Teachers and Code-Breakers: The Latin Genesis Tradition, 430-800
394 p., 160 x 240 mm, 1999
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That Genesis was a key text in the formation of the medieval intellectual world is well recognised. But what were the motives and methods of those who used it?
This book looks at the writers and how they wrote about Genesis to reconstruct the intellectual history of the period. It explores how their use of Genesis discloses common attitudes to revelation, authority, and one another.In turn the book examines, how awareness of their self-understanding, can help in understanding their exegesis.
Since they built on authorities and one another, and wished 'to remain true' to their authorities, how did exegesis change and develop? This study reveals a group who saw themselves as a single body dispersed over time, charged with a common task as 'Christian Schoolmasters', and who wished to retain all the had received, make it suitable for teaching their students, and ensure its continuance. The book explores the intellectual bonds between those we usually study (e.g. Augustine) and umpteen others whose often anonymous exegeses we tend to ignore - yet it was the cumulative impact of both that created medieval theology.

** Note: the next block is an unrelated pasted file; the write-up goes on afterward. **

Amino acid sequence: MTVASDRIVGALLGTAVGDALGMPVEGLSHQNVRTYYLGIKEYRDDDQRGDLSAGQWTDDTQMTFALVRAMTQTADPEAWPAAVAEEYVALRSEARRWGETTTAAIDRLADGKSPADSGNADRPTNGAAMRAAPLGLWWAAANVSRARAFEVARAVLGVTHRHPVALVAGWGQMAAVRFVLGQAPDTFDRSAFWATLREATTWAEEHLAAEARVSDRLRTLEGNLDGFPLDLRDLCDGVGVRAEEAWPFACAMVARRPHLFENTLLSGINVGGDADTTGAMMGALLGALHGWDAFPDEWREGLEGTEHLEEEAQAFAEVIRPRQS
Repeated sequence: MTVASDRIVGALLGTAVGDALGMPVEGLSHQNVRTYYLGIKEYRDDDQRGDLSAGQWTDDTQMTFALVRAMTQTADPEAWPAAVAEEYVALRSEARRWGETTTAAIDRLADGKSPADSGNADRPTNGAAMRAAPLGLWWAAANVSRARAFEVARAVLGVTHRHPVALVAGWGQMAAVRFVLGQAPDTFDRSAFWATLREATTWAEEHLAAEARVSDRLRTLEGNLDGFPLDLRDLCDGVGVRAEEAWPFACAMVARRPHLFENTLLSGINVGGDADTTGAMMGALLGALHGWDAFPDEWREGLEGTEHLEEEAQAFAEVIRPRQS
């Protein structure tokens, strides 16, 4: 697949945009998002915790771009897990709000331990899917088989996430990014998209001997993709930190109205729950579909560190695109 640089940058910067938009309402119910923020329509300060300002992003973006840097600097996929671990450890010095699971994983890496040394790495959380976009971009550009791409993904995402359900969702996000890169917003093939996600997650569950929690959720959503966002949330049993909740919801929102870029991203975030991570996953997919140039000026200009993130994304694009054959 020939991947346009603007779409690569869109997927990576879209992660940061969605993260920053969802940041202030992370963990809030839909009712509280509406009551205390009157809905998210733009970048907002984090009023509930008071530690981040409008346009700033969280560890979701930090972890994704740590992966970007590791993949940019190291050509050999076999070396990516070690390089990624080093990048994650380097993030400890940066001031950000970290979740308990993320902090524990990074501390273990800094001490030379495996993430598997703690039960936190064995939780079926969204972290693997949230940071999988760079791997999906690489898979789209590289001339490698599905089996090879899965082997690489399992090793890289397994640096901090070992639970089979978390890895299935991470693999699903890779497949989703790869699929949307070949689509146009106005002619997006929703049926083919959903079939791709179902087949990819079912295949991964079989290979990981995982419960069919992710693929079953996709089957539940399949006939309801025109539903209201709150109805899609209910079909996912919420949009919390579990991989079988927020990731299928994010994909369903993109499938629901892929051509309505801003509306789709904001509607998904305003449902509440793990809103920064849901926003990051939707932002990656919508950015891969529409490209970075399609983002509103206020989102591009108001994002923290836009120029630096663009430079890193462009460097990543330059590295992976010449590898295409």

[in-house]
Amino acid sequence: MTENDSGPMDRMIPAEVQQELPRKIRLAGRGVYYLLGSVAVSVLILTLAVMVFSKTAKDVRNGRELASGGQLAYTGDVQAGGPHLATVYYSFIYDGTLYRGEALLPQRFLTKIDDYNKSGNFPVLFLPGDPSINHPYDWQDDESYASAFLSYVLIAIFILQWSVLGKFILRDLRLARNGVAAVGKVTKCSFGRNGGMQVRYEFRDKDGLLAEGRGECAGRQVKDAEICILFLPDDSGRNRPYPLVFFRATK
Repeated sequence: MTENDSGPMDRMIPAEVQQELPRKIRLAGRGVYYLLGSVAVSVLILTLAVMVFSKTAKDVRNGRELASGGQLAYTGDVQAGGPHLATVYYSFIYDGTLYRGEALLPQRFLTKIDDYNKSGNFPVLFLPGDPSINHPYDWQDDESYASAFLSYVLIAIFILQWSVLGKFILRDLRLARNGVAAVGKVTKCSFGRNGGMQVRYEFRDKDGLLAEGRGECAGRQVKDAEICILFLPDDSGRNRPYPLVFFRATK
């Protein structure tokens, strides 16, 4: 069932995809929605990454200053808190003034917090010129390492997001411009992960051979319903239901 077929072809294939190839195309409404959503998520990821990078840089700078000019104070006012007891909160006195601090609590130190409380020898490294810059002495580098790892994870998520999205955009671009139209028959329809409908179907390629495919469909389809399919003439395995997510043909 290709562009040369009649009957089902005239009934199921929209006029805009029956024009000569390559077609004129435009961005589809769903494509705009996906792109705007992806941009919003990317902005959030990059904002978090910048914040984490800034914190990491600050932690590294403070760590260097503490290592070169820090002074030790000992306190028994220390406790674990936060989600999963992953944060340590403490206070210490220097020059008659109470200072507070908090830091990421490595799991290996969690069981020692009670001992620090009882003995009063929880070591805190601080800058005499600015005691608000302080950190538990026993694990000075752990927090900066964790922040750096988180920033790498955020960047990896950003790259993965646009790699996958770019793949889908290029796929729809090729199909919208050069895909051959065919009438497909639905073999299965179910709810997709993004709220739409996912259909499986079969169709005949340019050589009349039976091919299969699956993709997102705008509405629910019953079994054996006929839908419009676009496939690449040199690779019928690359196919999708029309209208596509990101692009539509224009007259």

born in 1958 in Ireland, Thomas O'Loughlin is a lecturer in theology in the Department of Theology and Religious Studies in the University of Wales Lampeter. His research in recent years has focused on the theology of the early medieval period, especially as seen in their biblical exegesis.
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